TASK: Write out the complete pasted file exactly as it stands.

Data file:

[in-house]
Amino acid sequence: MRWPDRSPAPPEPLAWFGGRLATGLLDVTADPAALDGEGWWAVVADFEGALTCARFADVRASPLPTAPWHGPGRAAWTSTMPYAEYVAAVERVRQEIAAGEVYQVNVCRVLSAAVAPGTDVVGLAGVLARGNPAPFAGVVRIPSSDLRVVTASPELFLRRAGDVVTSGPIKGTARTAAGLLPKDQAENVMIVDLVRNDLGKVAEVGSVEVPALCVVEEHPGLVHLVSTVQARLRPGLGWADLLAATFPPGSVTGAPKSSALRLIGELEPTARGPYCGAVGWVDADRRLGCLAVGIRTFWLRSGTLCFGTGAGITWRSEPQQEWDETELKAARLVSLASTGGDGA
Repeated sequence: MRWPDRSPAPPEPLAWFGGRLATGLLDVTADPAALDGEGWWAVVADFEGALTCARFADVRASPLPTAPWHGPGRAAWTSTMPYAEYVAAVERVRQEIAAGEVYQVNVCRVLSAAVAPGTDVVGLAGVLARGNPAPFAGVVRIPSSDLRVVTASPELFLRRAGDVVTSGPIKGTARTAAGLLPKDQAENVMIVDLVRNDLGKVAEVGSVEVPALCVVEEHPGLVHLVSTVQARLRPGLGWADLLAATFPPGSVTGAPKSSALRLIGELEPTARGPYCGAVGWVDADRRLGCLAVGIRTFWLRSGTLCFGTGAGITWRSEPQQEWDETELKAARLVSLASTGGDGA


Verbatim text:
[in-house]
Amino acid sequence: MRWPDRSPAPPEPLAWFGGRLATGLLDVTADPAALDGEGWWAVVADFEGALTCARFADVRASPLPTAPWHGPGRAAWTSTMPYAEYVAAVERVRQEIAAGEVYQVNVCRVLSAAVAPGTDVVGLAGVLARGNPAPFAGVVRIPSSDLRVVTASPELFLRRAGDVVTSGPIKGTARTAAGLLPKDQAENVMIVDLVRNDLGKVAEVGSVEVPALCVVEEHPGLVHLVSTVQARLRPGLGWADLLAATFPPGSVTGAPKSSALRLIGELEPTARGPYCGAVGWVDADRRLGCLAVGIRTFWLRSGTLCFGTGAGITWRSEPQQEWDETELKAARLVSLASTGGDGA
Repeated sequence: MRWPDRSPAPPEPLAWFGGRLATGLLDVTADPAALDGEGWWAVVADFEGALTCARFADVRASPLPTAPWHGPGRAAWTSTMPYAEYVAAVERVRQEIAAGEVYQVNVCRVLSAAVAPGTDVVGLAGVLARGNPAPFAGVVRIPSSDLRVVTASPELFLRRAGDVVTSGPIKGTARTAAGLLPKDQAENVMIVDLVRNDLGKVAEVGSVEVPALCVVEEHPGLVHLVSTVQARLRPGLGWADLLAATFPPGSVTGAPKSSALRLIGELEPTARGPYCGAVGWVDADRRLGCLAVGIRTFWLRSGTLCFGTGAGITWRSEPQQEWDETELKAARLVSLASTGGDGA